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children's health

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More than a third of children with special needs rely entirely on Medicaid and the Children’s Health Insurance Program for their care. Cuts to Medicaid funding could prove disastrous for such families.
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Can games with prizes and incentives get kids moving more? Two programs in the U.S. and U.K. show early promise.
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With the news of President-elect Donald Trump’s picks for two big health-policy positions, we now have a few more tea leaves by which to ponder the future of Medicaid and the Children’s Health Insurance Program.
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A program that creates market incentives to encourage drug makers to target rare pediatric diseases seemed like good policy at first. But evidence of the program's effectiveness is missing.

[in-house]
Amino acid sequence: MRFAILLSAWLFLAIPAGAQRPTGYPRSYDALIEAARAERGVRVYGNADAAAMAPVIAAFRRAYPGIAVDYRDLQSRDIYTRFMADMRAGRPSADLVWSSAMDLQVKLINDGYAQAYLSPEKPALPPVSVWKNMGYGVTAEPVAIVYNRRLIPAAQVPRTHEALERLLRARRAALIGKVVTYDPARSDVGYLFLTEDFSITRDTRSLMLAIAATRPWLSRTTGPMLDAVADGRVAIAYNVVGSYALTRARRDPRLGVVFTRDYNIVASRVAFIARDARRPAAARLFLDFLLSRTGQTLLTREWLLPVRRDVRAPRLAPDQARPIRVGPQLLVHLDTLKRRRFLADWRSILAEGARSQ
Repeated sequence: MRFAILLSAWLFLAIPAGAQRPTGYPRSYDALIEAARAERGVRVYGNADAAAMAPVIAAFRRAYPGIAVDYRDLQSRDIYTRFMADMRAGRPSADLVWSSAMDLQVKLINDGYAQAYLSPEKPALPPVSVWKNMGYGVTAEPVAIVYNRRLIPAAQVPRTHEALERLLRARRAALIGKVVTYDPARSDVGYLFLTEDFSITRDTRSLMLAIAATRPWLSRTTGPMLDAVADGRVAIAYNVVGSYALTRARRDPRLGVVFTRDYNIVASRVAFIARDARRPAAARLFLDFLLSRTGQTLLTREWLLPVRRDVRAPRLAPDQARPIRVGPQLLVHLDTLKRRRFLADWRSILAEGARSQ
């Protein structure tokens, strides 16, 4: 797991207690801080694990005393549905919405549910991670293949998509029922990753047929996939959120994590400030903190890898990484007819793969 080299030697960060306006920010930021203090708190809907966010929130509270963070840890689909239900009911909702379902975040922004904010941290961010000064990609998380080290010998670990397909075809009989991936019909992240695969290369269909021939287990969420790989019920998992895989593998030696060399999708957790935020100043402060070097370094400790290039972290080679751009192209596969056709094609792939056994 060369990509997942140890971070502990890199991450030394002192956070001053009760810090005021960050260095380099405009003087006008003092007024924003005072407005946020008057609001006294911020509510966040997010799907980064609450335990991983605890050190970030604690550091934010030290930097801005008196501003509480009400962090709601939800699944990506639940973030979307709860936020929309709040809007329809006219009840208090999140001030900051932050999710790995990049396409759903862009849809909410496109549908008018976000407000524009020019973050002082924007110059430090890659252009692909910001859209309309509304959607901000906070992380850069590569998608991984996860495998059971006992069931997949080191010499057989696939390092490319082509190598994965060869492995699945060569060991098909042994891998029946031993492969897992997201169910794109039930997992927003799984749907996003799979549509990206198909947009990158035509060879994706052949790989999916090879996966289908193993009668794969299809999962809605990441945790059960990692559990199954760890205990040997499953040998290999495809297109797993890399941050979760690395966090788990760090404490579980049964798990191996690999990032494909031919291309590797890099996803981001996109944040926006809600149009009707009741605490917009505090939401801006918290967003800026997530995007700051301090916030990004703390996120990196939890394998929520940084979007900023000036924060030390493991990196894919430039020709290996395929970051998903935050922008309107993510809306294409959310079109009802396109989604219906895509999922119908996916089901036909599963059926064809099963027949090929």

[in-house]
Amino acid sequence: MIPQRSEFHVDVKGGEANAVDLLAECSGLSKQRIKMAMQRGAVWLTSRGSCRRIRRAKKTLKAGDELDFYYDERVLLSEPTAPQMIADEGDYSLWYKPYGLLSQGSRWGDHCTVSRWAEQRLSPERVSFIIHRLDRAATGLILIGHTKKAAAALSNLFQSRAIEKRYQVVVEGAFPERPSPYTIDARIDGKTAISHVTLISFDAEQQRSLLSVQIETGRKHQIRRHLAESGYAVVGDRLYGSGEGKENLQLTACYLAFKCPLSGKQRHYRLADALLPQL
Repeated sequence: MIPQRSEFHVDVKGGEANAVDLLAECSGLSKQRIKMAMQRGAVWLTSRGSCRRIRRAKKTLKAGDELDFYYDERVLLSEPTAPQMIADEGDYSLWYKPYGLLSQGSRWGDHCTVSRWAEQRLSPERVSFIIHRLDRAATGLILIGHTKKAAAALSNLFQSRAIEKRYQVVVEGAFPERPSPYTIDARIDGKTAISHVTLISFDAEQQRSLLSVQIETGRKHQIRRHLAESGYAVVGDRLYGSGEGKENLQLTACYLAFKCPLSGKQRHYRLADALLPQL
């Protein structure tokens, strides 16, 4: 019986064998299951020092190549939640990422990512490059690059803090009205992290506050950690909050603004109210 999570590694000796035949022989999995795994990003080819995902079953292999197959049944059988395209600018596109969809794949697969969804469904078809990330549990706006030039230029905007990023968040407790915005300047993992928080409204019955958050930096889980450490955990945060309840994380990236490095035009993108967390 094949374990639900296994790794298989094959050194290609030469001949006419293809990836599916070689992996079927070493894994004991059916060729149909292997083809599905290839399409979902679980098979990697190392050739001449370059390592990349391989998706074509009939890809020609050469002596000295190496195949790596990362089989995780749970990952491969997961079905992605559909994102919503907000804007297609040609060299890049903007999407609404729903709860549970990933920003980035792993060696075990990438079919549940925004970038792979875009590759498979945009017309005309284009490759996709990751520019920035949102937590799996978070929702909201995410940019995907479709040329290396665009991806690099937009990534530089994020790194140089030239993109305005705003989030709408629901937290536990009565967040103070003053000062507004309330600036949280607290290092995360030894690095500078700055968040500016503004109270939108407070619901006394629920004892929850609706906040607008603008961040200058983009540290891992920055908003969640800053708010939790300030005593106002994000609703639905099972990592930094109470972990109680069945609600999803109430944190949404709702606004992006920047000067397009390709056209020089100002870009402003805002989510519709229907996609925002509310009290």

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A new data-rich almanac on maternity care in California highlights persistent racial disparities in prenatal care and maternal mortality rates.

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The annual Data Book published by Kids Count this week feeds into a larger news trend of late that has emphasized broad gains in children's health and morality rates.

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When it comes to a hospitalized child, it’s fair to say no one is keeping tabs more closely than the mom or dad perched bedside. It’s no surprise they’re often to the first to catch medical errors, as new research suggests.

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The American Academy of Pediatrics announced a new policy this week urging parents to read to their kids starting at birth, and for pediatricians to recommend the practice during doctor visits. The policy reflects recent research that stresses the importance of early literacy in child development.

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Dateline NBC recently examined why families in poorer zip codes in places such as New York City are hit far harder by asthma than upper income children. A big part of the problem is public housing.

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The Nurse Family Partnership, an early intervention program which features home-visits for at risk children, has a track record of better health outcomes and reducing problems among poorer moms and kids. But it isn't a cure-all for the problems darkening the prospects of these children.

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